For practical tourists, there is nothing more inviting than the allure of a free attraction. So when a new attraction in China suddenly offered to waive its entrance fee for the weekend to mark its official opening, a mob of an estimated 10,000 tourists flocked to the site.
The only worrisome part of the whole deal is that the multitude of visitors converged in one of China’s glass bridge in Pingdingshan, Henan, which might not be the safest spot to be in the company of a huge crowd.
Not only is there the danger of the glass floor breaking or collapsing, a slight hint of panic at the sight of a crack or two may also result in a deadly stampede.
Impressively, however, the tourists braved the risks and placed their complete trust in the new bridge’s build quality, Shanghaiist reported. Their courage was rewarded, of course, with the gorgeous natural scenery they were able to experience for free. Had it been a regular day (with much fewer people), it would’ve cost a traveler 50 yuan (around $7.30).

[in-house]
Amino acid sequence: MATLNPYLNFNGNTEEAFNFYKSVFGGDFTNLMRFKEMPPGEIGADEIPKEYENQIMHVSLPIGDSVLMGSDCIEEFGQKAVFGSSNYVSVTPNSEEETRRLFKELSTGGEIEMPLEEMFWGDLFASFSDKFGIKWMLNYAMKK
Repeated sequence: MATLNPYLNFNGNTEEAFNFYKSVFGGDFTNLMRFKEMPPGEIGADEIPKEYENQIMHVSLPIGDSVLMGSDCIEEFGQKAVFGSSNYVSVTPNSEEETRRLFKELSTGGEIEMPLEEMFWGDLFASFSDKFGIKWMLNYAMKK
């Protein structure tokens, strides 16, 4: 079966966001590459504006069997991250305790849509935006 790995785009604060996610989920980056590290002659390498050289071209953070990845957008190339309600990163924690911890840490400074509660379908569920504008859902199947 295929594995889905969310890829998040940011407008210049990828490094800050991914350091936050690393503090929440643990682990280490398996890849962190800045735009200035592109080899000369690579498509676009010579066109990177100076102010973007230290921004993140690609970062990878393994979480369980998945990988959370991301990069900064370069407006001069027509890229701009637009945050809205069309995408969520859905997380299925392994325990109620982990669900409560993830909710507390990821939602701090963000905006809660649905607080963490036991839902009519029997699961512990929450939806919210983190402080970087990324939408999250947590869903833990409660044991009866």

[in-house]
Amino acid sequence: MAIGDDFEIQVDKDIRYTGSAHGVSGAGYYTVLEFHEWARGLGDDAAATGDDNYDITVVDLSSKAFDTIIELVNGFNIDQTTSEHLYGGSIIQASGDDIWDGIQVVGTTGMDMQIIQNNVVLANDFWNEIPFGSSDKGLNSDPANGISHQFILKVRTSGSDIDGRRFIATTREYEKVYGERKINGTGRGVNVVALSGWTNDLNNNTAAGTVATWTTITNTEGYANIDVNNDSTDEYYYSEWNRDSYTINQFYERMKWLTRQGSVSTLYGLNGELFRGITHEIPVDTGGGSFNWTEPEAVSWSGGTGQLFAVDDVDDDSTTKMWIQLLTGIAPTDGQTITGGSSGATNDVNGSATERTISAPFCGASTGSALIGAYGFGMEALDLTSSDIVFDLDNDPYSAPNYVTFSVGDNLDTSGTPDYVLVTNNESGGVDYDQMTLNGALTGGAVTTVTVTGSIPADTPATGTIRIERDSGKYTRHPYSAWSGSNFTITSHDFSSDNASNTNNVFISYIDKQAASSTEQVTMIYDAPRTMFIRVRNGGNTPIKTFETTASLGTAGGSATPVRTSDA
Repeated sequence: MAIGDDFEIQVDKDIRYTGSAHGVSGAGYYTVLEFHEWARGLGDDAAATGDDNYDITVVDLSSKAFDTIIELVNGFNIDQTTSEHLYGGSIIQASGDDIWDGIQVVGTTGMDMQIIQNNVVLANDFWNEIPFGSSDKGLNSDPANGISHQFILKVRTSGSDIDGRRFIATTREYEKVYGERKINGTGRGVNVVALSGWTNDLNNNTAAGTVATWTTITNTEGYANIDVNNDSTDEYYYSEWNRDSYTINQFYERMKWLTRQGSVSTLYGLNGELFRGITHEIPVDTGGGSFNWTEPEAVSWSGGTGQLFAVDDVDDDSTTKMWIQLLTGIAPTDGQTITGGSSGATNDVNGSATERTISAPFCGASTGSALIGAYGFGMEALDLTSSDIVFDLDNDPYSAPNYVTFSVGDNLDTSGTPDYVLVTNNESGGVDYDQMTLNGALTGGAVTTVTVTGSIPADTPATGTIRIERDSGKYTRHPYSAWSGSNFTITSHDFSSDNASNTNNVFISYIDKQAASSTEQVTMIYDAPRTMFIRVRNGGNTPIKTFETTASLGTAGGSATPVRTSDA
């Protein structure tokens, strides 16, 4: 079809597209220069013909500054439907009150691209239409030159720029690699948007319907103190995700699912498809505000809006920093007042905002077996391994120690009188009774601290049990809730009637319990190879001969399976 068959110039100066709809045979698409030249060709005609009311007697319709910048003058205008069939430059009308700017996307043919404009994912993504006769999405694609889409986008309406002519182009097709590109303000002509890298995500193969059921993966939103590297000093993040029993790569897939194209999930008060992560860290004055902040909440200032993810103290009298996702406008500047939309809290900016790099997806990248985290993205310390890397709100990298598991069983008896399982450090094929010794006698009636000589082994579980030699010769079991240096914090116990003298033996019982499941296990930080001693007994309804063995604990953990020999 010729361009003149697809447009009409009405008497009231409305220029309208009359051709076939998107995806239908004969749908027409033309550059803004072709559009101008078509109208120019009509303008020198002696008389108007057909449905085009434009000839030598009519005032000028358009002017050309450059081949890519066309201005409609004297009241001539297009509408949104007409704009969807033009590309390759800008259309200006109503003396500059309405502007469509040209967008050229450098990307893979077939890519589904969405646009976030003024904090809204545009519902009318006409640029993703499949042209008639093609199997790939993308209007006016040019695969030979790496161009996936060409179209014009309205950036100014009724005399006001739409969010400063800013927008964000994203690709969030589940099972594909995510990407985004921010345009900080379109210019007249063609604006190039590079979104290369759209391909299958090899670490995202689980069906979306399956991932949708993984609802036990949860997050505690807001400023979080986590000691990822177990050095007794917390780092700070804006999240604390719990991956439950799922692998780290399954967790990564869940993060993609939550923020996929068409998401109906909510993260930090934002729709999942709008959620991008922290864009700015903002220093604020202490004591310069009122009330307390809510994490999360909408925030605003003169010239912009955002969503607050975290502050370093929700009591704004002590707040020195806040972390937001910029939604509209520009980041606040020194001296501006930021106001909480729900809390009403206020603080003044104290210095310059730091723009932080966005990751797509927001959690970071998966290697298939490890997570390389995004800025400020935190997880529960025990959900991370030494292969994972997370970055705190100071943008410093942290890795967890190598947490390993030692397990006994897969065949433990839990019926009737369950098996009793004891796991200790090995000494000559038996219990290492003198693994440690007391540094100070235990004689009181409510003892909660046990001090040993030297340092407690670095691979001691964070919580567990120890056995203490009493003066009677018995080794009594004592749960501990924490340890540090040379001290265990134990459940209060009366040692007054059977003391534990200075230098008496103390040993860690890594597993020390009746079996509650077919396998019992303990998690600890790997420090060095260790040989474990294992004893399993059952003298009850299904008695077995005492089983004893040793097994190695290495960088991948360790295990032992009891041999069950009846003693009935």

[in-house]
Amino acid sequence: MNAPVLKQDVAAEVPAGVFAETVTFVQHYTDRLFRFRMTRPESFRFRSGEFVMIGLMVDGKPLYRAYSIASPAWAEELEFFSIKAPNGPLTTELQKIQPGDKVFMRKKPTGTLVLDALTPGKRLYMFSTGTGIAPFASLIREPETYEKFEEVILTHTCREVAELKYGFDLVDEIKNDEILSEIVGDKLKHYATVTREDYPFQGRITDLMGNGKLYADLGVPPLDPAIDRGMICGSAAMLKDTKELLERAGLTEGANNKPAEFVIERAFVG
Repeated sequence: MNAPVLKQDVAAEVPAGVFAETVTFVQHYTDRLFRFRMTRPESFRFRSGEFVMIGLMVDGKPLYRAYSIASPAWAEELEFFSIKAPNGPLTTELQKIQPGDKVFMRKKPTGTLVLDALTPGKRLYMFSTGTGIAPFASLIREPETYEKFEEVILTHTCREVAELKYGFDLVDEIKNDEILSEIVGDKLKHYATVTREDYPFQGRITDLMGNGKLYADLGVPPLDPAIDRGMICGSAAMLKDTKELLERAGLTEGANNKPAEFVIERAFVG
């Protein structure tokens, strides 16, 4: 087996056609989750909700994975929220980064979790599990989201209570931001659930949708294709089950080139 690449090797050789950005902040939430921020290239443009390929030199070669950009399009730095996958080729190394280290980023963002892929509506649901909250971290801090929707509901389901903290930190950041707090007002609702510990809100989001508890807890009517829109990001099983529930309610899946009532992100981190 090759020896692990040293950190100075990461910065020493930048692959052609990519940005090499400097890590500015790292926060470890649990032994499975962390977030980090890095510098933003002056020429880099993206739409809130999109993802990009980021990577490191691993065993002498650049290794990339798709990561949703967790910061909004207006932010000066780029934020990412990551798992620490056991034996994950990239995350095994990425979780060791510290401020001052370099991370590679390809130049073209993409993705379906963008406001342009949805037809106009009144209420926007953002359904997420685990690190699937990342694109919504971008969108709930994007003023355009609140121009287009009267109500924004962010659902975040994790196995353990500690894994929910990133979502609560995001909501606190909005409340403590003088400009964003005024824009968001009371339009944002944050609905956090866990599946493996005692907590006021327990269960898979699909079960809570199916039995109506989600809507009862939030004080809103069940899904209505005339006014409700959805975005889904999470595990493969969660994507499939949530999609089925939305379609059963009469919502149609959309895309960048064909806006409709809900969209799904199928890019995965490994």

Before the glass bridge was opened, Chinese state-run media assured the public that the structure is perfectly safe.
According to the People’s Daily, the bridge has the capacity to sustain up to 3,000 kg per square meter (614.4 pounds per sq ft), reportedly due to its one-inch thick glass sheets.
It is quite remarkable to note is that the latest addition to China’s glass bridge craze was able to withstand the recent deluge of tourists.
The glass bridge, which was constructed in October last year, hangs 96 meters (315 feet) and stretches 216 meters (708 feet) between two mountains at the Tianlongchi park.